Software modules can be composed of two parts. First, a software module may list the constants, data types, variable, routines and the like that that can be accessed by other modules or routines. Second, a software module can be configured as an implementation, which can be private (i.e., accessible perhaps only to the module), and that contains the source code that actually implements the routines or subroutines upon which the module is based. Thus, for example, the term module, as utilized herein can refer to software modules or implementations thereof. Such modules can be utilized separately or together to form a program product that can be implemented through signal-bearing media, including transmission media and recordable media.
The term “module” can also refer, however, to a self-contained hardware component that provides a complete function into a system and be interchanged with and/or function in association with other modules that provide other functions. Such modules can be referred to also as “hardware modules”. The term “module” as utilized herein can thus refer to both hardware or software modules and/or a combination thereof.
An un-reel operation can be implemented via reel 120 and the bare parts 112 and 114 are carried along the carriers, as indicated at time T2. Parts 112 and 114 can be subject to a plating operation via a plating module 204. In the example of
The plated parts can be unreeled (i.e., if required) utilizing reel 120, as indicated at time T5 and thereafter subject to a photo-circuit layout operation via a photo-circuit layout module 212. The photo process can be created utilizing a CAD file. Masking patterns can be accomplished with one or multiple reel processing, depending upon design choices. As indicated at time T6, parts 112 and 114 can be subject to a pattern created thereon in the form of a mask, which may be a positive or a negative mask. Note that a stripping module can be optionally implemented for stripping parts 112 and 114 to reveal a circuit pattern thereof, as also indicated at time T6. Thereafter, as indicated at time T7, parts 112 and 114 can be subject to a reeling operation via reel 120 (i.e., again, if required). The process then continues, as indicated at continuation block 216, which is also depicted in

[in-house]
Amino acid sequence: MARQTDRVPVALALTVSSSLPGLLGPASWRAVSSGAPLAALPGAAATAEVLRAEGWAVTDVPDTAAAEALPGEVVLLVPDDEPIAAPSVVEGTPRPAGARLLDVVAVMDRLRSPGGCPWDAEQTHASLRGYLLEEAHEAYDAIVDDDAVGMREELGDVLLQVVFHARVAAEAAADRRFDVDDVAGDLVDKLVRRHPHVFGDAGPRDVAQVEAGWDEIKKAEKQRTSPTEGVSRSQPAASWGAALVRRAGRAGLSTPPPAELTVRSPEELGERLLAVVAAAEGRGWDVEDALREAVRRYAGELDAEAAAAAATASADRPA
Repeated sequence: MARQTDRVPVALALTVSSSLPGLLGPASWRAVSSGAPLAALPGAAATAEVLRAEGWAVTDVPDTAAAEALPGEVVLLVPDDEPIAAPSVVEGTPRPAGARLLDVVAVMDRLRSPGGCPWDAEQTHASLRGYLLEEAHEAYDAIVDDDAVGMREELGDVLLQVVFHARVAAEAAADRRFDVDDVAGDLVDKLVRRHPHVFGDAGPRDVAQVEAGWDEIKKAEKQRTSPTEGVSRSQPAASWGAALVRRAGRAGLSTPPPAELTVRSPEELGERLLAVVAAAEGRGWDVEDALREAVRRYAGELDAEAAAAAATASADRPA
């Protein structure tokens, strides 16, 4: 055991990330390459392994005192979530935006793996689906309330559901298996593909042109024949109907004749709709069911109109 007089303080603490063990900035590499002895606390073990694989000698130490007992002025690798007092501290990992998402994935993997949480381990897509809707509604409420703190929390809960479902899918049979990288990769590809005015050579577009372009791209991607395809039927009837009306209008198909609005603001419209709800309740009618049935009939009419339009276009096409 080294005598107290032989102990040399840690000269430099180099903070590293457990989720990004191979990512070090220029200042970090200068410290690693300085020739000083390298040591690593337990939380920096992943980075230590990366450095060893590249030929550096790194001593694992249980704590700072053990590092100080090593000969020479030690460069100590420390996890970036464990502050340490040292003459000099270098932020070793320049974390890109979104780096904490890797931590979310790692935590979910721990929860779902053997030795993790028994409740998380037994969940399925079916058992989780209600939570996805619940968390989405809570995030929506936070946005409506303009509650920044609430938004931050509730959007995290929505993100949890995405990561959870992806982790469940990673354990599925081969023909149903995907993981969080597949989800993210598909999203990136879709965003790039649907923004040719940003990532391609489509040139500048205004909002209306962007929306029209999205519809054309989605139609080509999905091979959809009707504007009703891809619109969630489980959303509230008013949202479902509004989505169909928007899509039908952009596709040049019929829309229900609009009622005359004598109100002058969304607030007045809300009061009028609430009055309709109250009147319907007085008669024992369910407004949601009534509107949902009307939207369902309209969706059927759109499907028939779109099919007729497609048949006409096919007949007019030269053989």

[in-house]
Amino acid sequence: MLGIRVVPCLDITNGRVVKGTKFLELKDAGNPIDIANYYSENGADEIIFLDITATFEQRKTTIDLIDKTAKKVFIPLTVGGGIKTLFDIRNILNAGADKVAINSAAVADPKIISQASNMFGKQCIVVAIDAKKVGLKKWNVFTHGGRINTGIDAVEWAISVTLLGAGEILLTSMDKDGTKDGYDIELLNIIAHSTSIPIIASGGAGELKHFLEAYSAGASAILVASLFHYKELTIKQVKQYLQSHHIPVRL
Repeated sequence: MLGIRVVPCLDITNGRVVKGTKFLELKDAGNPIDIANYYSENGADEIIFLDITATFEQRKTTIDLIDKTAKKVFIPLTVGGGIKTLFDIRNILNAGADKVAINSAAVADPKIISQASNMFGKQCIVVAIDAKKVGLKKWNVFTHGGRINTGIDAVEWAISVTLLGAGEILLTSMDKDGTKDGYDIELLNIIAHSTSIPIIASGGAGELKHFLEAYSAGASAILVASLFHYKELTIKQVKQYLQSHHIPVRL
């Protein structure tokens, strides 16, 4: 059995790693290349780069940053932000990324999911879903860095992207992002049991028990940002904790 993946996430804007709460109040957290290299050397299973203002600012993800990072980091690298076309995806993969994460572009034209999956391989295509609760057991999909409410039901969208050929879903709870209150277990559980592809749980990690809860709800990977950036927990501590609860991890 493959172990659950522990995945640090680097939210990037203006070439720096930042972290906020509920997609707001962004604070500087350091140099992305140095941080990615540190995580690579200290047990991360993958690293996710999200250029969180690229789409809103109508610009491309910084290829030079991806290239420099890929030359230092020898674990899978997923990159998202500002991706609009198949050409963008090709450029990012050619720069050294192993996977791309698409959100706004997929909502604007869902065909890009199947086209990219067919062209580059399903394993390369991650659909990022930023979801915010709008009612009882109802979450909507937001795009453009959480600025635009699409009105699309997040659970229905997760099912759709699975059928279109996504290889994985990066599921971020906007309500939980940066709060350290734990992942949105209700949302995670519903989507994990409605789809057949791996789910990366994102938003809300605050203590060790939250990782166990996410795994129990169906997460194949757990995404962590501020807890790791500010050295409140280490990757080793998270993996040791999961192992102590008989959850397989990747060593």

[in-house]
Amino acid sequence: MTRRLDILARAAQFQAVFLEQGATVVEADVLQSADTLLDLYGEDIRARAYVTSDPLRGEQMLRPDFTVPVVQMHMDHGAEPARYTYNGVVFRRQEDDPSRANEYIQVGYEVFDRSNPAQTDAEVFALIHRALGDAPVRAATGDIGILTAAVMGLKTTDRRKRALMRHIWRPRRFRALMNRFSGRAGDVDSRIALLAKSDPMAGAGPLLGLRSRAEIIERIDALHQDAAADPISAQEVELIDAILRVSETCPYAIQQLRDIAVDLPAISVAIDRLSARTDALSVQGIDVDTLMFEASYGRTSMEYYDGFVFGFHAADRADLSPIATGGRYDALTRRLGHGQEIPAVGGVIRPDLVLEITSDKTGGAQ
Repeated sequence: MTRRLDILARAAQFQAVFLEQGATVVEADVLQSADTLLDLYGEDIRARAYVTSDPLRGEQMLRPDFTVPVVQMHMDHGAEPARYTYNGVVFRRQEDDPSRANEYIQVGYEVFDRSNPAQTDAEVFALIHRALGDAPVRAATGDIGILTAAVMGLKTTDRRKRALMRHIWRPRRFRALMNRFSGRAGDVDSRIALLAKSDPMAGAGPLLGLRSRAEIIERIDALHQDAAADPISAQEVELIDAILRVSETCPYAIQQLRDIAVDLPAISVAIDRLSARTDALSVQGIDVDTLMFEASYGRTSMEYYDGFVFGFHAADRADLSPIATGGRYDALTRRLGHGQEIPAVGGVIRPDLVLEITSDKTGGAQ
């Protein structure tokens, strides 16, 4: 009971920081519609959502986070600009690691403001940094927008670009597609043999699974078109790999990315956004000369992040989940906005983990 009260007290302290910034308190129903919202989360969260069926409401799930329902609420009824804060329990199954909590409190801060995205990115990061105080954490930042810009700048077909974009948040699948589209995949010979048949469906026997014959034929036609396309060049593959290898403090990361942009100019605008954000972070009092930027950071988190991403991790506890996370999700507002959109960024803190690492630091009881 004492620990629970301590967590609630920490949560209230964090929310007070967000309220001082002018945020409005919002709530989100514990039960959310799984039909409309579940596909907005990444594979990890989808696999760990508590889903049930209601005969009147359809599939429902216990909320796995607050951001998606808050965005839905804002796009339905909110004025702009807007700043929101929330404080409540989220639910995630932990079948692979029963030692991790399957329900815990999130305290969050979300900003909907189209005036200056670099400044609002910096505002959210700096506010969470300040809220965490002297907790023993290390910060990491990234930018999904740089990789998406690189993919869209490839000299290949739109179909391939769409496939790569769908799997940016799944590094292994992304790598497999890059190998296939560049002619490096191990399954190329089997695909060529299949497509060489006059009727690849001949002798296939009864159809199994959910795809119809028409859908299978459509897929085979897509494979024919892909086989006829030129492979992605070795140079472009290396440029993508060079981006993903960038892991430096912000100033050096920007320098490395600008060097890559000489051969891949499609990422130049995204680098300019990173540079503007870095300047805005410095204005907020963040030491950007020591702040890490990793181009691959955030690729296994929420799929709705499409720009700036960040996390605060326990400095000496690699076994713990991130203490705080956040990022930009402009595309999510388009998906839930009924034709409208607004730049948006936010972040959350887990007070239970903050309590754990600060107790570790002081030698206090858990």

In the example depicted in
Components can be attached to the plastic lead frame structure of parts 112 and/or 114 by a variety of possible techniques to establish electrical connections thereof. Recall that parts 112 and 114 can be configured as plastic lead frames. Such techniques can include, for example, soldering, conductive adhesive techniques, ultrasonic welding, and/or pressure contacts. The components are indicated thereafter integrated with and/or connected to parts 112 and 114 at time T12, immediately prior to reeling (i.e., if required) via a reel 120. The process then continues, as indicated at continuation block 408.
Note that in
System 900 includes a wire 902 (i.e., wire A) and a wire 904 (i.e., wire B) which are associated respectively with carriers 903 and 905, which may be formed from wire extending from wires 902 and 904. It can be appreciated that although in this context, wire is discussed with respect to a preferred embodiment, carriers can also be formed from other materials, such as Mylar, stamping, plastic links, and so forth. For illustrative purposes, however, wire is discussed herein. Carriers 903 and 905 are linked to a plate-able plastic molding module 906, which can be fed plastic material 911 provided by a plastic manufacturer 908. Plastic material 911 is provided as raw material, which may be in the form of thermoplastic or thermo set material.
Plastic molding module 906 generally implements a plastic molding operation. Following processing of the plastic molding operation via module 906, plastic parts 1112 and 1114 are generated as output and carried upon carriers 903 and 905 as indicated at time T1 of
The process continues from
Components can be attached to the plastic lead frame structure of parts 1112 and 1114 by a variety of means to establish electrical connections thereof, including techniques such as soldering, conductive adhesion, ultrasonic welding, pressure contact and the like. Parts 1112 and 1114 are next shown at time T10, prior to implementation of a reeling operation (i.e., if required) via reel 1910. The process can then continue to